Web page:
The effect of COVID-19 lockdowns on mental health is a major concern worldwide. Measuring the impacts, however, is difficult because of a lack of data that tracks and compares outcomes and potential protective social factors before and during lockdowns.
We aim to quantify the impact of a second lockdown in 2020 in the Australian city of Melbourne on levels of depression, anxiety, and loneliness, and analyse whether social relations in the neighbourhood may buffer against the worst effects of lockdown.
We draw on quasi-experimental data from a nationally-representative longitudinal survey conducted in Australia. We use a difference-in-difference approach with a number of control variables to estimate changes in mental health among respondents in Melbourne following the imposition of the lockdown. A measure of perceived neighbourhood social relations is included as an explanatory variable to analyse potential protective effects.
Lockdown is estimated to have increased depressive symptoms by approximately 23% and feelings of loneliness by 4%. No effect on anxiety was detected. Levels of neighbourhood social relations were strongly negatively associated with mental health symptoms. A significant interaction between lockdown and neighbourhood social relations suggests that lockdown increased depressive symptoms by 21% for people with average perceived neighbourhood relations, compared with a 9.7% increase for people whose perceived relations is one standard deviation greater than average.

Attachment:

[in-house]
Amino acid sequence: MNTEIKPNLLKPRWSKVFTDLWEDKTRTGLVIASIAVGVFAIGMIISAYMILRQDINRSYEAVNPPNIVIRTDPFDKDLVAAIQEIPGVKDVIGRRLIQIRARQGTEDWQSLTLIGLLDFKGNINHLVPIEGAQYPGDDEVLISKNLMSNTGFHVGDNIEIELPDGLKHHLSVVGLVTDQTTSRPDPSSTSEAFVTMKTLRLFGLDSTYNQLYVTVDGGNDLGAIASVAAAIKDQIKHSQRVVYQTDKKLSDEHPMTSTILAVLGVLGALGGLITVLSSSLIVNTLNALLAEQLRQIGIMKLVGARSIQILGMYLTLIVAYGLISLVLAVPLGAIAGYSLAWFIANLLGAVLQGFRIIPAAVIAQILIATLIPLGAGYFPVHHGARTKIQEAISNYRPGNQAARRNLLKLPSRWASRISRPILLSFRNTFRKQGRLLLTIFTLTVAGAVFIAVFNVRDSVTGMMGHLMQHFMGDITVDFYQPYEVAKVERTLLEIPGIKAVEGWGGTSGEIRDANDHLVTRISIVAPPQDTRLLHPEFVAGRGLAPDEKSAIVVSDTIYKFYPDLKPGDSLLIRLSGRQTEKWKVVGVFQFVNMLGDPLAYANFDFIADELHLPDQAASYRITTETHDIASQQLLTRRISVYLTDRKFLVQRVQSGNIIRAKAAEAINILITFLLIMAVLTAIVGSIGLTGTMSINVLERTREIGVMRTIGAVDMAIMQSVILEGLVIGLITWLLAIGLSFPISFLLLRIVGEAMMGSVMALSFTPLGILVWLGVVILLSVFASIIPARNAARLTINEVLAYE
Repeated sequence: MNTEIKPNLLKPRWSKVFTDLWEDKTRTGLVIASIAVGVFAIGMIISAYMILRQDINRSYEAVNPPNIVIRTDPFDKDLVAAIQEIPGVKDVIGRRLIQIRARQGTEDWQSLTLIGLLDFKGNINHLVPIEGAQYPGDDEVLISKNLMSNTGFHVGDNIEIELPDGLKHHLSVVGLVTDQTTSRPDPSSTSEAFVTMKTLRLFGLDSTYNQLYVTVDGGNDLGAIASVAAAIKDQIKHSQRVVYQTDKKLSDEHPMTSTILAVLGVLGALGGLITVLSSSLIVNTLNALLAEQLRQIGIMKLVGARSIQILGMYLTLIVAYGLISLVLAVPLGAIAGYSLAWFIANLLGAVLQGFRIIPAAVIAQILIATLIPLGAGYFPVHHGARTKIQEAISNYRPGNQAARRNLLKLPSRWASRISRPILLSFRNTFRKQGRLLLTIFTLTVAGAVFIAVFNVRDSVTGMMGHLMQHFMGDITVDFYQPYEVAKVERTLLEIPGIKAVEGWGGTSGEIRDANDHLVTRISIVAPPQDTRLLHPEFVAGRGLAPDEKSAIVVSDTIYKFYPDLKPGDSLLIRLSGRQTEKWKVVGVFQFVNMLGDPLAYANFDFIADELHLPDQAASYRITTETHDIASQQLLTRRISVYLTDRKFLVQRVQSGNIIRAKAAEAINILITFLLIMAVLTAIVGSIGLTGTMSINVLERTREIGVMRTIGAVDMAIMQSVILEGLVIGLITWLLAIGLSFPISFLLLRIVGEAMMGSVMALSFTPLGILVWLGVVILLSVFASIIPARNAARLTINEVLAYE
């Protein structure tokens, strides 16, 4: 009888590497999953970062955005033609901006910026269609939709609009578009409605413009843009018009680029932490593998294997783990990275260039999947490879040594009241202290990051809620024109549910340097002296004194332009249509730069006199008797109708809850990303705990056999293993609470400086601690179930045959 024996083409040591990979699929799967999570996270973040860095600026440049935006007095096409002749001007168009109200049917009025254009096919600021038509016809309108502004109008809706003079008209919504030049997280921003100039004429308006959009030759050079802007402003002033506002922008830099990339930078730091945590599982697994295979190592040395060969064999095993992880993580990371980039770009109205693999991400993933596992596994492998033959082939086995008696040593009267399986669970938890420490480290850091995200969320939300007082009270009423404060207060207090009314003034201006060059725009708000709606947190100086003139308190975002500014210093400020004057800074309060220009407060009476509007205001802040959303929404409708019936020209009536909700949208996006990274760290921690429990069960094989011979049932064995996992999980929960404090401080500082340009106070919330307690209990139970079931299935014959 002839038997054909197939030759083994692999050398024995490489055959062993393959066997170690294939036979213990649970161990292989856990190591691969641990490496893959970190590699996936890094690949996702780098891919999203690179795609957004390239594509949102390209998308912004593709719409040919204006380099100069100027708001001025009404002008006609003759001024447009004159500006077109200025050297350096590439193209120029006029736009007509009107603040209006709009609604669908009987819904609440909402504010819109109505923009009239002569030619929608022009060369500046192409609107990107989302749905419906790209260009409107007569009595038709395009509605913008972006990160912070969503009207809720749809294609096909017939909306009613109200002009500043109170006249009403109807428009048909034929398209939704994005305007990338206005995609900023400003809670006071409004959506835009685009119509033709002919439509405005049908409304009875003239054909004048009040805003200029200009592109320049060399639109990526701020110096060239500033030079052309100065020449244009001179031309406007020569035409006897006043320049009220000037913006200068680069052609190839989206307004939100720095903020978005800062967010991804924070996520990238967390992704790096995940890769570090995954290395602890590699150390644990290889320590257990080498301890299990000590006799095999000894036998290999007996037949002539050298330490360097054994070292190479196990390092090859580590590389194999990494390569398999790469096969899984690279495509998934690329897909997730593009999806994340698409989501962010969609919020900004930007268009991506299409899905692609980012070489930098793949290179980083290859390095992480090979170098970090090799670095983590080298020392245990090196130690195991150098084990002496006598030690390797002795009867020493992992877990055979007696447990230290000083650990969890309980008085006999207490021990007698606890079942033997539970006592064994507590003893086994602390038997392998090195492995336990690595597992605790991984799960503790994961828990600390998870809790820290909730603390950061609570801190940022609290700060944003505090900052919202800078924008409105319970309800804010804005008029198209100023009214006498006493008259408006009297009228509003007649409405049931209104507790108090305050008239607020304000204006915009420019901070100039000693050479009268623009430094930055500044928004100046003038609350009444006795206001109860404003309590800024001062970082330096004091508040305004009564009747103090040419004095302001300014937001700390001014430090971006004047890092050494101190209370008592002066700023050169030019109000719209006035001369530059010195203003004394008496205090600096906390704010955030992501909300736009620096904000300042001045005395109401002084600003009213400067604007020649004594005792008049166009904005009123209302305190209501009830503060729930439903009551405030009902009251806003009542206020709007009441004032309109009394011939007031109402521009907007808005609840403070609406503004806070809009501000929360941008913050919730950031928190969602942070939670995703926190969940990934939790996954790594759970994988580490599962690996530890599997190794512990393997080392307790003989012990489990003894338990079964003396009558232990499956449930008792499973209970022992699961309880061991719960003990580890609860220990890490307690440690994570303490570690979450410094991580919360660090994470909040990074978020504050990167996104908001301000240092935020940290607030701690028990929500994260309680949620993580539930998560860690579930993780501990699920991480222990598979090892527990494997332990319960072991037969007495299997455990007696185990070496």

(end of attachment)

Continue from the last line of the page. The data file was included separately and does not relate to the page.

The results add to evidence of the harsh impacts of the COVID-19 pandemic and associated lockdowns on mental health. Importantly, neighbourhood social relations and social cohesion more broadly may be an important source of social support in response to lockdowns. These findings provide important insights for researchers and policy-makers in how to understand and respond to the mental health impacts of COVID-19.

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